December 2016

News from Abdulaziz, Grossbart & Rudman

Abdulaziz, Grossbart & Rudman Newsletter
December 2016

We hope that you enjoy this edition of our Newsletter.
Remember, if there is anything that you would like to see in the future, please let us know.
The Staff at
Abdulaziz, Grossbart & Rudman


Construction Glory

Why is Christmas day just like a day at a construction site?

You do all the work and some guy in a suit takes all the credit!

The Oy of Giving

A mother gave her grown son two sweaters for Hanukkah. The next time he visited, he made sure to wear one. As he entered her home, instead of the expected smile, she frowned. "What's the matter?" she asked. "You didn't like the other one?"

New Years Resolution

A friend of mine joined us for our 5:30 a.m. jogs on Mondays, Wednesdays, and Fridays as his New Years resolution. After a month of running, we decided that my friend might be hooked, especially when he said he had discovered what "runner's euphoria" was. According to him, "Runner's euphoria is what I feel at 5:30 on Tuesdays, Thursdays, and Saturdays."

Tree Trimming

A man was applying for a credit card at the department store while holiday shopping. The clerk asked "What do you do for a living?"

The man replied, "I'm a tree trimmer."

The clerk then looked at the man and asked "What do you do the rest of the year?"

Those of you that are familiar with Business and Professions Code section 7031 know the harsh realities of contracting without a license. Under the present law, any person who performs work that requires a contractors' license must be a "duly licensed contractor at all times." If a determination is made that a contractor was not licensed at all times, unless a narrow exception applies, the contractor will be precluded from collecting for work performed even during periods of time in which the contractor was licensed. Furthermore, section 7031 also provides that a person may recover all monies they paid to the contractor who was not duly licensed at all times, and this is regardless of the quality of the work.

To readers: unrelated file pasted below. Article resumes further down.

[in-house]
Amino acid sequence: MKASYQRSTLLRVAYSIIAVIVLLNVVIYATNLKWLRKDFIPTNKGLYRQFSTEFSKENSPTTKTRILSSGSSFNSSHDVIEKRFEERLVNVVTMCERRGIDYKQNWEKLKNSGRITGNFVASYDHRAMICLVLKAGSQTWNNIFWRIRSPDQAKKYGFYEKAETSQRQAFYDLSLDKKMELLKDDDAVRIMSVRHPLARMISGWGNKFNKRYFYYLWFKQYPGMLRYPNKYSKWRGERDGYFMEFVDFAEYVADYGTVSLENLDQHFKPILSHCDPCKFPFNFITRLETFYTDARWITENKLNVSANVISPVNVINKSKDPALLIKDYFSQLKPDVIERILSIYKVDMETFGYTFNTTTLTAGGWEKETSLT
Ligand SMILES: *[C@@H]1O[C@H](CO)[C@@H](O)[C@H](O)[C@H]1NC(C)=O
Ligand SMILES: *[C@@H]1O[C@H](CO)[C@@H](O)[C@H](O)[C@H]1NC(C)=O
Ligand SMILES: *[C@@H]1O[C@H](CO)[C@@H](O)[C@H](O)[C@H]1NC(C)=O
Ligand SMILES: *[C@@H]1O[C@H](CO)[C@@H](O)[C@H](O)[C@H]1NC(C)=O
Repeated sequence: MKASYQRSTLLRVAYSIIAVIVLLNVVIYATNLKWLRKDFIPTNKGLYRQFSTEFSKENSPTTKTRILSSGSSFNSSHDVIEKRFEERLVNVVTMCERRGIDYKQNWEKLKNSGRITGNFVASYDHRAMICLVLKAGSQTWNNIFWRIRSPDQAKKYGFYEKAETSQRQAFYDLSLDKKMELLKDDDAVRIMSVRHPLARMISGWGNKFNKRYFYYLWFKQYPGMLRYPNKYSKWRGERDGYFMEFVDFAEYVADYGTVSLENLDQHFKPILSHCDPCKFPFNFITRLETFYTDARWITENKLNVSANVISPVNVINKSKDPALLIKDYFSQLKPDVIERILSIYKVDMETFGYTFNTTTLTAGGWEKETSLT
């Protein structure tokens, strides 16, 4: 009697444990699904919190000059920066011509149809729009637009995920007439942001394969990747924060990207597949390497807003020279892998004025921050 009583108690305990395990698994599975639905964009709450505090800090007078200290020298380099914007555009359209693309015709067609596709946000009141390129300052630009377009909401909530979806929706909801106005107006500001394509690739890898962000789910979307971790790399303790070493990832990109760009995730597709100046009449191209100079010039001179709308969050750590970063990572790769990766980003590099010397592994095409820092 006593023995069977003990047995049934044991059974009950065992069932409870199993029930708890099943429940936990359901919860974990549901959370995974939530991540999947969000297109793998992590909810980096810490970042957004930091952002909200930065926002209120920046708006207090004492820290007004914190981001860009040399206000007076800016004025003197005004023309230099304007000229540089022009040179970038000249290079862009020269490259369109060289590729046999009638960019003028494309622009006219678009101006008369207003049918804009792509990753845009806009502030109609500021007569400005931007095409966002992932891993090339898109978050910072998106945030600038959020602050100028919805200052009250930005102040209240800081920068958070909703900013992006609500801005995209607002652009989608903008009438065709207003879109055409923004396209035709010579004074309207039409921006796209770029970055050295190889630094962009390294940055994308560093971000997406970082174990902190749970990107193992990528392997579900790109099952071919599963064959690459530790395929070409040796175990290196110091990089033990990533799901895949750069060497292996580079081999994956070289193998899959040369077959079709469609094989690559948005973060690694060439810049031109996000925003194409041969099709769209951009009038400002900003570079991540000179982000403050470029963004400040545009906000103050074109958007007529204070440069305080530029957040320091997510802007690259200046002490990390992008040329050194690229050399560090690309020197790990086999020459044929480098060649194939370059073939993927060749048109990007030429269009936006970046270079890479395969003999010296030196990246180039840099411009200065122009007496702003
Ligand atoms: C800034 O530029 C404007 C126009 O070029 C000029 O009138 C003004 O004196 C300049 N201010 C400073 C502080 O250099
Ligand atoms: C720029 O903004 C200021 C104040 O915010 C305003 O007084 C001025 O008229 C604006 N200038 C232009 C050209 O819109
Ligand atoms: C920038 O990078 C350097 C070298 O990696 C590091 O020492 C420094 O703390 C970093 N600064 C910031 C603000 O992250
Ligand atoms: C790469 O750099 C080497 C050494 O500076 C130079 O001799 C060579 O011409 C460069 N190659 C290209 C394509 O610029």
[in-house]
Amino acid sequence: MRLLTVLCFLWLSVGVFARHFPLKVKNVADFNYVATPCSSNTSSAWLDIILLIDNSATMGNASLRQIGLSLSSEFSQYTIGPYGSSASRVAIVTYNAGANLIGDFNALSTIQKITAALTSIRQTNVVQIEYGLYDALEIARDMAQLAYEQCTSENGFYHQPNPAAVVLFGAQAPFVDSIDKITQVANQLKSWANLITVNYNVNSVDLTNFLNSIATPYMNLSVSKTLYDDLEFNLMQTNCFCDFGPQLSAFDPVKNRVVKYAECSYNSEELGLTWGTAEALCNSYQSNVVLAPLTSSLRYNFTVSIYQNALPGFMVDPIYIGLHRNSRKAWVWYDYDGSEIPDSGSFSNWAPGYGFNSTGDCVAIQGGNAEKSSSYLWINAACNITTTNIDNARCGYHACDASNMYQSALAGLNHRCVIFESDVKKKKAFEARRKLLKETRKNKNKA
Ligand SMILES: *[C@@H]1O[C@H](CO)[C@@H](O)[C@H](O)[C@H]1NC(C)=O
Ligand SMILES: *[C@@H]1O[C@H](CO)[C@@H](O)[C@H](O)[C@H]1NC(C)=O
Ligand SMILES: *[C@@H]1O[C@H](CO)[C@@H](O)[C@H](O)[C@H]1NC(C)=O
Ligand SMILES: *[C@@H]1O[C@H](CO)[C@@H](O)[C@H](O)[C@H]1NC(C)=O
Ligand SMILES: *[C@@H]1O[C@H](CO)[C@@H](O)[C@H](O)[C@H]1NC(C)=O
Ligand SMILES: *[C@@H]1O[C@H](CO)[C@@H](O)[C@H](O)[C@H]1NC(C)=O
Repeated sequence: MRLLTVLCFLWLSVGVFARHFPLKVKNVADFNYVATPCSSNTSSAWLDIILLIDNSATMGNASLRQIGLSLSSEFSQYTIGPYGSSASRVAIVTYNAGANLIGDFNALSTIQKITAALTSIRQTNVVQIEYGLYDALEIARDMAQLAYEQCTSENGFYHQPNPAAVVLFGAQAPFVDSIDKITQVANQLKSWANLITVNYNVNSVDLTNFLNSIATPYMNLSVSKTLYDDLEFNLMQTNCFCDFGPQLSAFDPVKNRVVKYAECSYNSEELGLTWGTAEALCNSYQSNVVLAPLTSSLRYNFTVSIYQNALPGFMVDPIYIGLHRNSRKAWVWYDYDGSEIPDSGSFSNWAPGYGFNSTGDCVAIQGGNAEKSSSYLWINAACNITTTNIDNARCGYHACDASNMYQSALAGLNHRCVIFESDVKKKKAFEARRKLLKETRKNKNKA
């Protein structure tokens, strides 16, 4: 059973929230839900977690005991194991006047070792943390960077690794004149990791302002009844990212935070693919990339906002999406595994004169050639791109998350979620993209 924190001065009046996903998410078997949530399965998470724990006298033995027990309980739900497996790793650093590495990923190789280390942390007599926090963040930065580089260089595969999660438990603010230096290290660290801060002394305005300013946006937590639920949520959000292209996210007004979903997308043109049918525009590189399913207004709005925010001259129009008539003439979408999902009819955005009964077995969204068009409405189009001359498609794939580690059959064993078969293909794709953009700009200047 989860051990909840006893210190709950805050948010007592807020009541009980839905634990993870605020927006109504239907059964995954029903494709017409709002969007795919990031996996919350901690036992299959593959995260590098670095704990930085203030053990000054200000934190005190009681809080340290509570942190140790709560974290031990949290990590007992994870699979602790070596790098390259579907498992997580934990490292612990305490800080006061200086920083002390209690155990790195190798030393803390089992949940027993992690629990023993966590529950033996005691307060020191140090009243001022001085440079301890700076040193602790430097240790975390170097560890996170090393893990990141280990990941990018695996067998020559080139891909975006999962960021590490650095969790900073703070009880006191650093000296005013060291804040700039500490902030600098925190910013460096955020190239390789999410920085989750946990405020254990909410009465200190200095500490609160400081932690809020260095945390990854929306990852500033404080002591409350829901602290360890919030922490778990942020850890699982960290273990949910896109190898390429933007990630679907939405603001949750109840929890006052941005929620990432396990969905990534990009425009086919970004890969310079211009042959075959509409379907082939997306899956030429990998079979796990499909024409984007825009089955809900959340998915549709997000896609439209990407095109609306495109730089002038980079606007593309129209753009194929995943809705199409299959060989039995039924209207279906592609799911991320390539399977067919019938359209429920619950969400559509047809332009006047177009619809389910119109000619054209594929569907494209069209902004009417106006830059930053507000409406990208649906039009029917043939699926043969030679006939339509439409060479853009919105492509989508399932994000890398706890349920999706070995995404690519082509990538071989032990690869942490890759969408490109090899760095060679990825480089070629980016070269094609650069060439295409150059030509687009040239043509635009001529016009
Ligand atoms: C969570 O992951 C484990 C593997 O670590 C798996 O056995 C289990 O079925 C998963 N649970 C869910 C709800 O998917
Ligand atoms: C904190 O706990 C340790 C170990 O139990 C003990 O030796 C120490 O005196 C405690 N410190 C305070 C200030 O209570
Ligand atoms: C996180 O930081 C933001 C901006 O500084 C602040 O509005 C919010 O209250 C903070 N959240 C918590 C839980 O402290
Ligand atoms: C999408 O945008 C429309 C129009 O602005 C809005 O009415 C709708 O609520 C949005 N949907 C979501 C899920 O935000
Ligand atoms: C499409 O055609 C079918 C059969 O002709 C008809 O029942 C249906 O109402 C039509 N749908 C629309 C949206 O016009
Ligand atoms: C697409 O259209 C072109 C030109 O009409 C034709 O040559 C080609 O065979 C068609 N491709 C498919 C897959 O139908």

The harshness of the law as outlined in section 7031 was ruled upon by the California Supreme Court, which is California's highest court, in the case of M.W. Erectors, Inc. v. Niederhauser Ornamental and Metal Works, Co., Inc. In 1989, the California Supreme Court ruled that a contractor who had worked on the project for approximately a year-and-a-half but was unlicensed for the first seventeen (17) days of performance was considered to have not been duly licensed at all times and the court ultimately ruled that the contractor could collect nothing for all of its performance even though the contractor was considered to be unlicensed for only 17 days. Although the contractor was prepared not to accept any money for the work during those 17 days, the Supreme Court said it could not collect anything.
The harshness of this statute has hurt many good contractors, including licensed contractors who for one reason or another had a lapse in their license. The lapse could have been because of a failure to timely renew their license, failure to make sure that their workers' compensation is timely renewed, and sometimes these are caused by the simple failure to notify the CSLB of a change in address.